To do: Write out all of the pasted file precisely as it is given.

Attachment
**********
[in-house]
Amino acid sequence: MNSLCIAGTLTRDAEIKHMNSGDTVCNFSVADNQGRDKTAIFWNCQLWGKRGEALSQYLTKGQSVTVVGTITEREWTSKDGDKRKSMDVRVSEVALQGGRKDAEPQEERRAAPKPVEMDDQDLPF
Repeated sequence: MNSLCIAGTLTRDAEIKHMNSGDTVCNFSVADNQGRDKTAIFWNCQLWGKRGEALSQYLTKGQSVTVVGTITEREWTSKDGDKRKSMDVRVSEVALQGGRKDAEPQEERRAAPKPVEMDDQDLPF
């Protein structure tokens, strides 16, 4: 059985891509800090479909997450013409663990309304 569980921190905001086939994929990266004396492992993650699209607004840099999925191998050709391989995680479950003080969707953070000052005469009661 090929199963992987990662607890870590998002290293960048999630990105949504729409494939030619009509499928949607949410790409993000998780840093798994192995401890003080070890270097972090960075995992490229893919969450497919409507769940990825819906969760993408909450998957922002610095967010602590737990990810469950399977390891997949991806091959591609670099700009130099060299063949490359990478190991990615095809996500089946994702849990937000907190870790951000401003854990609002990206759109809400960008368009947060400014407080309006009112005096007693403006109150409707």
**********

[in-house]
Amino acid sequence: MNSLCIAGTLTRDAEIKHMNSGDTVCNFSVADNQGRDKTAIFWNCQLWGKRGEALSQYLTKGQSVTVVGTITEREWTSKDGDKRKSMDVRVSEVALQGGRKDAEPQEERRAAPKPVEMDDQDLPF
Repeated sequence: MNSLCIAGTLTRDAEIKHMNSGDTVCNFSVADNQGRDKTAIFWNCQLWGKRGEALSQYLTKGQSVTVVGTITEREWTSKDGDKRKSMDVRVSEVALQGGRKDAEPQEERRAAPKPVEMDDQDLPF
């Protein structure tokens, strides 16, 4: 059985891509800090479909997450013409663990309304 569980921190905001086939994929990266004396492992993650699209607004840099999925191998050709391989995680479950003080969707953070000052005469009661 090929199963992987990662607890870590998002290293960048999630990105949504729409494939030619009509499928949607949410790409993000998780840093798994192995401890003080070890270097972090960075995992490229893919969450497919409507769940990825819906969760993408909450998957922002610095967010602590737990990810469950399977390891997949991806091959591609670099700009130099060299063949490359990478190991990615095809996500089946994702849990937000907190870790951000401003854990609002990206759109809400960008368009947060400014407080309006009112005096007693403006109150409707």